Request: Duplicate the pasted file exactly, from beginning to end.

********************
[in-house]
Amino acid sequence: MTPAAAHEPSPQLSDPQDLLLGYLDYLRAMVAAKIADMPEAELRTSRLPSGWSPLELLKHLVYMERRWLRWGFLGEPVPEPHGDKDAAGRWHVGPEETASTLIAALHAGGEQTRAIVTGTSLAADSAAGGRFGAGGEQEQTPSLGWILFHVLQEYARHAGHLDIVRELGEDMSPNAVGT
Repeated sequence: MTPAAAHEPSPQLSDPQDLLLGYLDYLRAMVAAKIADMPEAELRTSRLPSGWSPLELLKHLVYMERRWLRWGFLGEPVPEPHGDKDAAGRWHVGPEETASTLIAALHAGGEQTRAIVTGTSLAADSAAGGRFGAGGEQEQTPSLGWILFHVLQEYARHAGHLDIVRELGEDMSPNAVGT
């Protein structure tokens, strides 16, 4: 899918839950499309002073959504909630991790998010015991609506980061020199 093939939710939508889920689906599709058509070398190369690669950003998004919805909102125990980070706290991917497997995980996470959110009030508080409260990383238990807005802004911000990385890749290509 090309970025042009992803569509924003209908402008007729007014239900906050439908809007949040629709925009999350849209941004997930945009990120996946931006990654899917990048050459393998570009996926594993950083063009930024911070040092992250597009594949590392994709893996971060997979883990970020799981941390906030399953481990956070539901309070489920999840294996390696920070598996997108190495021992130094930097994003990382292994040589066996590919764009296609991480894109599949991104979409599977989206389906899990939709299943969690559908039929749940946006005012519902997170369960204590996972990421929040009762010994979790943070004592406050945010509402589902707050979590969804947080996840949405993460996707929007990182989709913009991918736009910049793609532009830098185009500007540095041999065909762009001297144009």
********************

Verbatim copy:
[in-house]
Amino acid sequence: MTPAAAHEPSPQLSDPQDLLLGYLDYLRAMVAAKIADMPEAELRTSRLPSGWSPLELLKHLVYMERRWLRWGFLGEPVPEPHGDKDAAGRWHVGPEETASTLIAALHAGGEQTRAIVTGTSLAADSAAGGRFGAGGEQEQTPSLGWILFHVLQEYARHAGHLDIVRELGEDMSPNAVGT
Repeated sequence: MTPAAAHEPSPQLSDPQDLLLGYLDYLRAMVAAKIADMPEAELRTSRLPSGWSPLELLKHLVYMERRWLRWGFLGEPVPEPHGDKDAAGRWHVGPEETASTLIAALHAGGEQTRAIVTGTSLAADSAAGGRFGAGGEQEQTPSLGWILFHVLQEYARHAGHLDIVRELGEDMSPNAVGT
């Protein structure tokens, strides 16, 4: 899918839950499309002073959504909630991790998010015991609506980061020199 093939939710939508889920689906599709058509070398190369690669950003998004919805909102125990980070706290991917497997995980996470959110009030508080409260990383238990807005802004911000990385890749290509 090309970025042009992803569509924003209908402008007729007014239900906050439908809007949040629709925009999350849209941004997930945009990120996946931006990654899917990048050459393998570009996926594993950083063009930024911070040092992250597009594949590392994709893996971060997979883990970020799981941390906030399953481990956070539901309070489920999840294996390696920070598996997108190495021992130094930097994003990382292994040589066996590919764009296609991480894109599949991104979409599977989206389906899990939709299943969690559908039929749940946006005012519902997170369960204590996972990421929040009762010994979790943070004592406050945010509402589902707050979590969804947080996840949405993460996707929007990182989709913009991918736009910049793609532009830098185009500007540095041999065909762009001297144009």